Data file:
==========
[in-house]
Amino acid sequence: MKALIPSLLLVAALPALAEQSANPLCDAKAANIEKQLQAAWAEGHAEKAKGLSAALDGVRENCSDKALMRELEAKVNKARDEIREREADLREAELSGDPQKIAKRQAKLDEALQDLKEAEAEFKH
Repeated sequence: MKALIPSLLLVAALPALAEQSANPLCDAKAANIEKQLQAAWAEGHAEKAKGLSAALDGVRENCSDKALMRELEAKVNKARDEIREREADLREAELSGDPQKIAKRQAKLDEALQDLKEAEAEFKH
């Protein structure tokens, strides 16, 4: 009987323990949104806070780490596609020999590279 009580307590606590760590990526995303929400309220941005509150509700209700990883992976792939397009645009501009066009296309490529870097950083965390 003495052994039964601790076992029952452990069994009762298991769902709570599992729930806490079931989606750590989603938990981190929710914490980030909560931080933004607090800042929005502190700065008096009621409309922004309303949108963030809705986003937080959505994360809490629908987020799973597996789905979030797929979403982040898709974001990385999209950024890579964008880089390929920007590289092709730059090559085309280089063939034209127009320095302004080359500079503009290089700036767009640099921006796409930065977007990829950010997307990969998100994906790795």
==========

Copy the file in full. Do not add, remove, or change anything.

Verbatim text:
[in-house]
Amino acid sequence: MKALIPSLLLVAALPALAEQSANPLCDAKAANIEKQLQAAWAEGHAEKAKGLSAALDGVRENCSDKALMRELEAKVNKARDEIREREADLREAELSGDPQKIAKRQAKLDEALQDLKEAEAEFKH
Repeated sequence: MKALIPSLLLVAALPALAEQSANPLCDAKAANIEKQLQAAWAEGHAEKAKGLSAALDGVRENCSDKALMRELEAKVNKARDEIREREADLREAELSGDPQKIAKRQAKLDEALQDLKEAEAEFKH
């Protein structure tokens, strides 16, 4: 009987323990949104806070780490596609020999590279 009580307590606590760590990526995303929400309220941005509150509700209700990883992976792939397009645009501009066009296309490529870097950083965390 003495052994039964601790076992029952452990069994009762298991769902709570599992729930806490079931989606750590989603938990981190929710914490980030909560931080933004607090800042929005502190700065008096009621409309922004309303949108963030809705986003937080959505994360809490629908987020799973597996789905979030797929979403982040898709974001990385999209950024890579964008880089390929920007590289092709730059090559085309280089063939034209127009320095302004080359500079503009290089700036767009640099921006796409930065977007990829950010997307990969998100994906790795």